In April 1984 the gallery was moved to 50 West Fifty-seventh Street, and, during the years that followed, the Schoelkopfs pared down the number of contemporary artists they represented, handling only those to whom they felt most strongly committed while continuing to specialize in nineteenth-century and early-twentieth-century American painting and sculpture. As the gallery approached its thirtieth anniversary, Schoelkopf's achievements were considerable. He had operated a successful New York gallery for almost three decades, rejuvenated the reputations of several important American artists, and was respected by artists and clients alike for the integrity, intelligence, and humor with which he conducted his business affairs. In 1987 he had been appointed to the board of trustees of the Williamstown Regional Art Conservation Laboratory. By this time he was also a member of the advisory board to the National Academy of Design, and in 1988 he became a co-trustee of the Joseph and Robert Cornell Memorial Foundation.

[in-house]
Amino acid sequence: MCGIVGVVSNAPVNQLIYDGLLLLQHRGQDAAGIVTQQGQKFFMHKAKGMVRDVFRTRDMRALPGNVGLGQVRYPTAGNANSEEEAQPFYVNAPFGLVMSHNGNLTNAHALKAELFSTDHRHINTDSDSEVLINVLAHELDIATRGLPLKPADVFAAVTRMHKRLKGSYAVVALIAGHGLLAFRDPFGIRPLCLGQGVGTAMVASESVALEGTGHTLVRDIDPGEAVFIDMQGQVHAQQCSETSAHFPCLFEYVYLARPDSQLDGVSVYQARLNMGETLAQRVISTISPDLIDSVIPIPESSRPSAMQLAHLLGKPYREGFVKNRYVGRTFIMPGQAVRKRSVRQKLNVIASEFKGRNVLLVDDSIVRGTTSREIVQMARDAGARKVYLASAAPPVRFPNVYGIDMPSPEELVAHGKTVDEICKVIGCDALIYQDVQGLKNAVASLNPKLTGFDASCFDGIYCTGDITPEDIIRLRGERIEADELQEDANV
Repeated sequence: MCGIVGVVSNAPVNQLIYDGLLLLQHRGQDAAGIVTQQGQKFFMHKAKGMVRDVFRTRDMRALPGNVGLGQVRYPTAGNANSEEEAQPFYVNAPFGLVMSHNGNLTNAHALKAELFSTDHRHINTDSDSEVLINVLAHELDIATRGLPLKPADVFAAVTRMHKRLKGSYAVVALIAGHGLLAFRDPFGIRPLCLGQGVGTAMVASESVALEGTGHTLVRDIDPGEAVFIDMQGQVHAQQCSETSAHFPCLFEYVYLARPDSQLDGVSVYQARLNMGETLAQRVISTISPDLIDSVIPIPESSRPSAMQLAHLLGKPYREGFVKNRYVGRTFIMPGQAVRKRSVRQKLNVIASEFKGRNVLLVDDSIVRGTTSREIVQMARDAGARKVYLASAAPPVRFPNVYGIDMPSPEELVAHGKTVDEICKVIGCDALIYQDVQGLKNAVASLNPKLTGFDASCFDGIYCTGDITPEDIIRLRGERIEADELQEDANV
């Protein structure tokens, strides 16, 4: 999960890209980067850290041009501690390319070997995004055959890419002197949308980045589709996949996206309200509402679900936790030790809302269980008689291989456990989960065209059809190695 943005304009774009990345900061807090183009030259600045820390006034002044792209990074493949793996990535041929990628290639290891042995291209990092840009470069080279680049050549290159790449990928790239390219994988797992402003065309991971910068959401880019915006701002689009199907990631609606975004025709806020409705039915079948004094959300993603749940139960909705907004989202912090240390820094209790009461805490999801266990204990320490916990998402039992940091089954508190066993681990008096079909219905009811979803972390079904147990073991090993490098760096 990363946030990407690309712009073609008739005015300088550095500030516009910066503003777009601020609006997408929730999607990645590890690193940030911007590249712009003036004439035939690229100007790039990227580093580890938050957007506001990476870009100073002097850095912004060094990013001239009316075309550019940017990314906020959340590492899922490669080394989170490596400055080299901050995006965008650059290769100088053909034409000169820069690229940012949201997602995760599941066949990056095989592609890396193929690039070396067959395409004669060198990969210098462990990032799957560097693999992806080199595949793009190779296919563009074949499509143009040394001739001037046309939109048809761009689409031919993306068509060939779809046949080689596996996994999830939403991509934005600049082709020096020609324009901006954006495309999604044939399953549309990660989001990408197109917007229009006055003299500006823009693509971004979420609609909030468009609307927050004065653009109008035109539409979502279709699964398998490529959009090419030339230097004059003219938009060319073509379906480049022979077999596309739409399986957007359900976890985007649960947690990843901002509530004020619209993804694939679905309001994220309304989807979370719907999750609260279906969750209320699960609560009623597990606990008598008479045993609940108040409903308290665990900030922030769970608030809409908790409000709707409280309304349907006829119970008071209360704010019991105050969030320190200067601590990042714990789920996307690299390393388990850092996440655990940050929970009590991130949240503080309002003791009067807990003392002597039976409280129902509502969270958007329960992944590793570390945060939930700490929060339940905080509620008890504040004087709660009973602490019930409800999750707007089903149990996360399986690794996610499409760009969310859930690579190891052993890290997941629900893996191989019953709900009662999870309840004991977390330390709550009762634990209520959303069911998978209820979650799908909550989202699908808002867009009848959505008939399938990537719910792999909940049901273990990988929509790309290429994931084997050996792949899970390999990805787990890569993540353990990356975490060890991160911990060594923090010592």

In March 1990, Robert Schoelkopf was diagnosed with leukemia and underwent a regimen of cancer treatment that resulted in a brief remission by the summer. Schoelkopf returned to work temporarily, but by 1991 his condition had worsened and he died in April of that year. Having known for some time that her husband's prognosis was poor, Laura Jane Schoelkopf had apparently decided that she would not continue the gallery in the event of his death. With the help of the youngest of their two sons, Andrew, she settled final accounts and assisted the gallery's contemporary artists in finding representation elsewhere before closing the business in August 1991.
Provenance: